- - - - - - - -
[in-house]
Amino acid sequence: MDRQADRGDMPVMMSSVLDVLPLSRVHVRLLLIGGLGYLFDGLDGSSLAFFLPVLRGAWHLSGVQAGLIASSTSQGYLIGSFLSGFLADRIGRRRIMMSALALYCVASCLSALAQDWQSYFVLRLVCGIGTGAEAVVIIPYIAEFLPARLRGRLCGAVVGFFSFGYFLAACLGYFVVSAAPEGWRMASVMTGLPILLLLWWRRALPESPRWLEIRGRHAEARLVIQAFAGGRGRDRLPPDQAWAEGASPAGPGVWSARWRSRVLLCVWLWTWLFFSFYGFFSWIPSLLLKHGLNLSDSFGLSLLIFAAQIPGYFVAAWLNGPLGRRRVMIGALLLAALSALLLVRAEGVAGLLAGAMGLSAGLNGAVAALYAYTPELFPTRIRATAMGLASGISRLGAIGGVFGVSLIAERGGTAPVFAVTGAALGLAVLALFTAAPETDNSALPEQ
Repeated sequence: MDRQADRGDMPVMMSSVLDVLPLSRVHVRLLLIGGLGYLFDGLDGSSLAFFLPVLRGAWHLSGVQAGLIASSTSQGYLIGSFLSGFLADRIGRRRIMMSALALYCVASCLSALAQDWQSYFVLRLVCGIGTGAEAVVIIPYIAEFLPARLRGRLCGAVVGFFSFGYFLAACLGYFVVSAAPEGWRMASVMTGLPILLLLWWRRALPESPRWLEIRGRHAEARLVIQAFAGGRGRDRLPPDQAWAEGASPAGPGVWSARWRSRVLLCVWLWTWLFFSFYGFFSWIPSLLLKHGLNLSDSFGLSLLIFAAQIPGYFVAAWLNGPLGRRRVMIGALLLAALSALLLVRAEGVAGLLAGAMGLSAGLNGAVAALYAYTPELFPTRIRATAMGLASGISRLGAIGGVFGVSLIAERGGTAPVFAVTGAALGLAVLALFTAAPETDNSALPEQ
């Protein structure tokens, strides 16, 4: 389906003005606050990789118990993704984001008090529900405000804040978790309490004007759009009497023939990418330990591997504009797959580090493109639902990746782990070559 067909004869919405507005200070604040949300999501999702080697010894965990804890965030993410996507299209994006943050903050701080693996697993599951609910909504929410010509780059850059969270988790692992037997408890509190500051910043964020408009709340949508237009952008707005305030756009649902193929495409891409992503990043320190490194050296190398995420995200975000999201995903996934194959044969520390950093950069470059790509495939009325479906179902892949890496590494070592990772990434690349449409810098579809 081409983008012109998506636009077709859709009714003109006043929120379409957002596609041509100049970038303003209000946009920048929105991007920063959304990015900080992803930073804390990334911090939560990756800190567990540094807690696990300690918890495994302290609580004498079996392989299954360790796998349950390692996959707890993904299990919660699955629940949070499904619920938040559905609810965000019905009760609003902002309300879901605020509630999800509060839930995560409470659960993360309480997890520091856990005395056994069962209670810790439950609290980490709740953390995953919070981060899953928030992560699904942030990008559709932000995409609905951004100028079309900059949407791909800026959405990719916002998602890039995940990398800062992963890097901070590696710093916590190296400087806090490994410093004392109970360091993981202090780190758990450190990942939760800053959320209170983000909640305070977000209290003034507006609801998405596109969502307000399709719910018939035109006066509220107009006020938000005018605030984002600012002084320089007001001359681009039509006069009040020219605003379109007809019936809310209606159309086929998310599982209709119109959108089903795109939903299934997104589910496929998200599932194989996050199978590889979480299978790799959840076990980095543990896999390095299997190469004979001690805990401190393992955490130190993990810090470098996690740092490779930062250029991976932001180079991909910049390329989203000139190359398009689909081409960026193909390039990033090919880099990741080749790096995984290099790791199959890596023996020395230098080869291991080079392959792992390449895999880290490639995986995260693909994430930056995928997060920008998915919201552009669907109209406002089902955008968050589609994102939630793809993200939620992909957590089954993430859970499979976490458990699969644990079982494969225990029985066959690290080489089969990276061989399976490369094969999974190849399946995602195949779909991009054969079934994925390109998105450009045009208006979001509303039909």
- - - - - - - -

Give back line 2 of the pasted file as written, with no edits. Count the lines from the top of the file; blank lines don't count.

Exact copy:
Amino acid sequence: MDRQADRGDMPVMMSSVLDVLPLSRVHVRLLLIGGLGYLFDGLDGSSLAFFLPVLRGAWHLSGVQAGLIASSTSQGYLIGSFLSGFLADRIGRRRIMMSALALYCVASCLSALAQDWQSYFVLRLVCGIGTGAEAVVIIPYIAEFLPARLRGRLCGAVVGFFSFGYFLAACLGYFVVSAAPEGWRMASVMTGLPILLLLWWRRALPESPRWLEIRGRHAEARLVIQAFAGGRGRDRLPPDQAWAEGASPAGPGVWSARWRSRVLLCVWLWTWLFFSFYGFFSWIPSLLLKHGLNLSDSFGLSLLIFAAQIPGYFVAAWLNGPLGRRRVMIGALLLAALSALLLVRAEGVAGLLAGAMGLSAGLNGAVAALYAYTPELFPTRIRATAMGLASGISRLGAIGGVFGVSLIAERGGTAPVFAVTGAALGLAVLALFTAAPETDNSALPEQ